The Age Of Fraud, James Toomey Jan 2023

The Age Of Fraud, James Toomey

Elisabeth Haub School of Law Faculty Publications

We think of scams primarily as a problem for older adults. Indeed, in the past few years, states and the federal government have undertaken a range of legal actions designed to prevent seniors, as a distinct class, from scams-- from more harshly punishing perpetrators of scams directed towards older adults to authorizing financial institutions to closely monitor and rapidly freeze the accounts of their older clients. But this successful, popular, and bipartisan law reform movement has taken place without a thorough empirical understanding of whether, in fact, seniors fall victim to scams more frequently than other age groups.

This study …


A Human Rights Approach To Climate-Induced Displacement: A Case Study In Central America And Colombia, Camila Bustos, Juliana Vélez-Echeverri Jan 2023

A Human Rights Approach To Climate-Induced Displacement: A Case Study In Central America And Colombia, Camila Bustos, Juliana Vélez-Echeverri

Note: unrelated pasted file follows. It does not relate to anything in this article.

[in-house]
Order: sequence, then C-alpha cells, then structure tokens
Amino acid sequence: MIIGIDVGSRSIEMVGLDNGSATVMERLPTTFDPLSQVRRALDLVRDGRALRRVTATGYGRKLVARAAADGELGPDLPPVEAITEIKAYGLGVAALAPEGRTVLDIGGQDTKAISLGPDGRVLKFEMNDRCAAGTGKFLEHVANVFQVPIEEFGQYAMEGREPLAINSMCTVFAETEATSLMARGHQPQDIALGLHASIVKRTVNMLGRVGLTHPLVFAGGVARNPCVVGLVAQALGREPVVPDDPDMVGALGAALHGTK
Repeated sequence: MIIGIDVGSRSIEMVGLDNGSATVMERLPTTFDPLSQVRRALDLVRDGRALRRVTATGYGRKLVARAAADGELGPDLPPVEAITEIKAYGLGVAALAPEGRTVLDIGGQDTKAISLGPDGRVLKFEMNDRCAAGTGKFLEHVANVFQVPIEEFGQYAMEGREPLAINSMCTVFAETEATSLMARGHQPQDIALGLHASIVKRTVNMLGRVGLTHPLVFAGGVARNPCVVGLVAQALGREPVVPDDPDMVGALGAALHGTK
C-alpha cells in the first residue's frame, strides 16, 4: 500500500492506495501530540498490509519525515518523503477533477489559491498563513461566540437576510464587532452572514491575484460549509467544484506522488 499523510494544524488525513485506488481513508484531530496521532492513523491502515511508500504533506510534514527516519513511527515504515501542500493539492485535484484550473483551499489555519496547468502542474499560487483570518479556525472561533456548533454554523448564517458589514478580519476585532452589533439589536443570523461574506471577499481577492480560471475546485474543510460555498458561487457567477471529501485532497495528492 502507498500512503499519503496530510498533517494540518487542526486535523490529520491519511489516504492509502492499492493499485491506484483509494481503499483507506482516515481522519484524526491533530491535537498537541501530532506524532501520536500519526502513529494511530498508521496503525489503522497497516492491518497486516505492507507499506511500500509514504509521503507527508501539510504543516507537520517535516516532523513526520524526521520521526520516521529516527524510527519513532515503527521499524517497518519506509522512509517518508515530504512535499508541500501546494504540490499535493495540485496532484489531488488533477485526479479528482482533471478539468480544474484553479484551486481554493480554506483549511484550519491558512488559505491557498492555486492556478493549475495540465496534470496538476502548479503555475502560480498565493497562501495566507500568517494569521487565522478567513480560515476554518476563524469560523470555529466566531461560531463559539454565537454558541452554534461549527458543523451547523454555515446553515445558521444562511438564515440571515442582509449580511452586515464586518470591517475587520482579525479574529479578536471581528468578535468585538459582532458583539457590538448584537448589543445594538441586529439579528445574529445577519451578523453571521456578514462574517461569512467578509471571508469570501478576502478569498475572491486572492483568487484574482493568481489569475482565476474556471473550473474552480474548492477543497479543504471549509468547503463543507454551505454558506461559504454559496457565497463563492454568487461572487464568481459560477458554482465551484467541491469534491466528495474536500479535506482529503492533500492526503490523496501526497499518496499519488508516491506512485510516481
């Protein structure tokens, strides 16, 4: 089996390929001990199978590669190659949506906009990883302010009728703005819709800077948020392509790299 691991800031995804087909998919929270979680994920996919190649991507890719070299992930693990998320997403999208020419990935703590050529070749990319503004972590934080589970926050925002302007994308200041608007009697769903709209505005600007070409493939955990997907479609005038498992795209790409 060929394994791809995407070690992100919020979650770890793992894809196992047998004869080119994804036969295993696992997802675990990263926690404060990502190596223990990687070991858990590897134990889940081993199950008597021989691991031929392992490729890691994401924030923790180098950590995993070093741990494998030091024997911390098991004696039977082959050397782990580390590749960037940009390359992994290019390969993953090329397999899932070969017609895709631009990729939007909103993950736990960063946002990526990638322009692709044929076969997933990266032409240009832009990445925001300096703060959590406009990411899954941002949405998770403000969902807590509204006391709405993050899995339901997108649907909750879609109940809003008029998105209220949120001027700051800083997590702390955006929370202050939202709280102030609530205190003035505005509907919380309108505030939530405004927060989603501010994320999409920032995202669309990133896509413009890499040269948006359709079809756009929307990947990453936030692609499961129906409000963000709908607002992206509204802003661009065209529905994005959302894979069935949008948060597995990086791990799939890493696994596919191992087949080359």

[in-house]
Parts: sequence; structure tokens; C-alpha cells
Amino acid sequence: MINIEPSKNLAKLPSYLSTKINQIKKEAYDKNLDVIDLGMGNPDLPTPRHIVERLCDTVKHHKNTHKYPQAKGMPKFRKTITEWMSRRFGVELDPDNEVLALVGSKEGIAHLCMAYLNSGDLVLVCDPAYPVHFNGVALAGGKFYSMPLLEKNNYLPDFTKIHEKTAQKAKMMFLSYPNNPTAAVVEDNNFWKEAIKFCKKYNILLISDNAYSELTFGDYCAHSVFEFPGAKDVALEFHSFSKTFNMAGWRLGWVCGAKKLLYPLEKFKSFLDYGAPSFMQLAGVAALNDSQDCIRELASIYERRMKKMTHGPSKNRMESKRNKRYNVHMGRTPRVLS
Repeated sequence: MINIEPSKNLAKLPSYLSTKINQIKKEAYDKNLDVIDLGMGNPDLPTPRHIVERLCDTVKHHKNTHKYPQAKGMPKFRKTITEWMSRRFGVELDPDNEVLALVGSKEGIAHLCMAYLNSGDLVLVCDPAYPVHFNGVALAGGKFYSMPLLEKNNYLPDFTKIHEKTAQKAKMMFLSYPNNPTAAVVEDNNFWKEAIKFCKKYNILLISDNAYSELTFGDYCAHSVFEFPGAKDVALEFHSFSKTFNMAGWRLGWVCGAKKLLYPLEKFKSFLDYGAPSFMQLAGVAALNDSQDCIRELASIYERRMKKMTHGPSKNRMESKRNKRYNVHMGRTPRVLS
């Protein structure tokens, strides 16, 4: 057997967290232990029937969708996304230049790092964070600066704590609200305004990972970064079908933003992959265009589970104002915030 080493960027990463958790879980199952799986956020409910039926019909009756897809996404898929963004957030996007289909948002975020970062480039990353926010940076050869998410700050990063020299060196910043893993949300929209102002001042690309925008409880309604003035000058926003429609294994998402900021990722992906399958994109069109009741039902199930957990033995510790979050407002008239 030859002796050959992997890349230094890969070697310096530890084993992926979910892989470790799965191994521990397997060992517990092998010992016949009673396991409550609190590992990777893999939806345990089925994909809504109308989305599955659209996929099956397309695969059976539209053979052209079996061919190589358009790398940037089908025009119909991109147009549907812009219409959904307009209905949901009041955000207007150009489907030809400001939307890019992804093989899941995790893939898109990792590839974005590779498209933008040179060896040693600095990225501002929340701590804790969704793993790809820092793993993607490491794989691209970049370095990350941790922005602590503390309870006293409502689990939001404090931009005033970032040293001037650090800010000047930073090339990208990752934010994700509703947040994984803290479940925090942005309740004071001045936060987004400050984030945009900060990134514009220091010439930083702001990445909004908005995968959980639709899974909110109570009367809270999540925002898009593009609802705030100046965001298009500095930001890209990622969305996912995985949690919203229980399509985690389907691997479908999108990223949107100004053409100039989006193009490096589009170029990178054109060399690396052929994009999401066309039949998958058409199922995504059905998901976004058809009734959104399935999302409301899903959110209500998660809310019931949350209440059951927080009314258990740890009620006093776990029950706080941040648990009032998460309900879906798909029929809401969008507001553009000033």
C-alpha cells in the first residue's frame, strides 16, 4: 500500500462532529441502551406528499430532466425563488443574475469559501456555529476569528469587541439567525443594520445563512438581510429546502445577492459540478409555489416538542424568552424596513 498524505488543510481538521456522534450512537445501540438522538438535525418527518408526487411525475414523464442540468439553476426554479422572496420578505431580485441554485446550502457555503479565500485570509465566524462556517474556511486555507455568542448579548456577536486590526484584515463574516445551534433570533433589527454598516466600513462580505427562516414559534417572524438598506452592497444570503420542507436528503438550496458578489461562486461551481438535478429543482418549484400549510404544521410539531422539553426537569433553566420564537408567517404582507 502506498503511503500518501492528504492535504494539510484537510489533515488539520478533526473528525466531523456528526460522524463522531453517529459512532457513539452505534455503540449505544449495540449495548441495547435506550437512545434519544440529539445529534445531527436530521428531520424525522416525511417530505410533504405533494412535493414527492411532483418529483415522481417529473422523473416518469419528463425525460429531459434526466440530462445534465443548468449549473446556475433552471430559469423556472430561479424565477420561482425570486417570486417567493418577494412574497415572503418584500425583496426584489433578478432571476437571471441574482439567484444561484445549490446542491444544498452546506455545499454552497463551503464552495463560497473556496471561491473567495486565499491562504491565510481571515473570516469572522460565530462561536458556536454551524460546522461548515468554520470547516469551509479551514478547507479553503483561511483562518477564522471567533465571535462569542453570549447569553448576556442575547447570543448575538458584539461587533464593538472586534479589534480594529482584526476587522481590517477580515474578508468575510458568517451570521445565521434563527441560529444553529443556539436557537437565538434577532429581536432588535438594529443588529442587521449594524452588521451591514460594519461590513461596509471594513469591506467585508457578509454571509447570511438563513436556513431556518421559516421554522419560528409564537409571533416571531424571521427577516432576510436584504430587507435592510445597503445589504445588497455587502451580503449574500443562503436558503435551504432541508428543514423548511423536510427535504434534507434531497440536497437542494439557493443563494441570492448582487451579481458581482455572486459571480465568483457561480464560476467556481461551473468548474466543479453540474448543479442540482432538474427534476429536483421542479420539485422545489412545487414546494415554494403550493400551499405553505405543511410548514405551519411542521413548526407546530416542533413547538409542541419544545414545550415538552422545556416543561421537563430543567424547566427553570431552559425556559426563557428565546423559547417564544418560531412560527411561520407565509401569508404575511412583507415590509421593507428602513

Elisabeth Haub School of Law Faculty Publications

The past decade was the warmest decade ever recorded. As climate impacts intensify, numbers of people displaced and in need of relocation increase. International law has yet to adapt to a changing climate and its implications for those most vulnerable. Experts still debate whether the existing refugee regime could provide a solution for those displaced by climate across international borders, while national governments continue to reckon with the domestic implications of internal displacement fueled by climate impacts. In this article, we apply a human rights lens to climate induced displacement, drawing from two case studies to highlight the human rights …


Teaching Sustainable Business Law & The Role Of Esg Lawyers, Jason J. Czarnezki, Joshua Ulan Galperin, Brianna M. Grimes Jan 2023

Teaching Sustainable Business Law & The Role Of Esg Lawyers, Jason J. Czarnezki, Joshua Ulan Galperin, Brianna M. Grimes

Elisabeth Haub School of Law Faculty Publications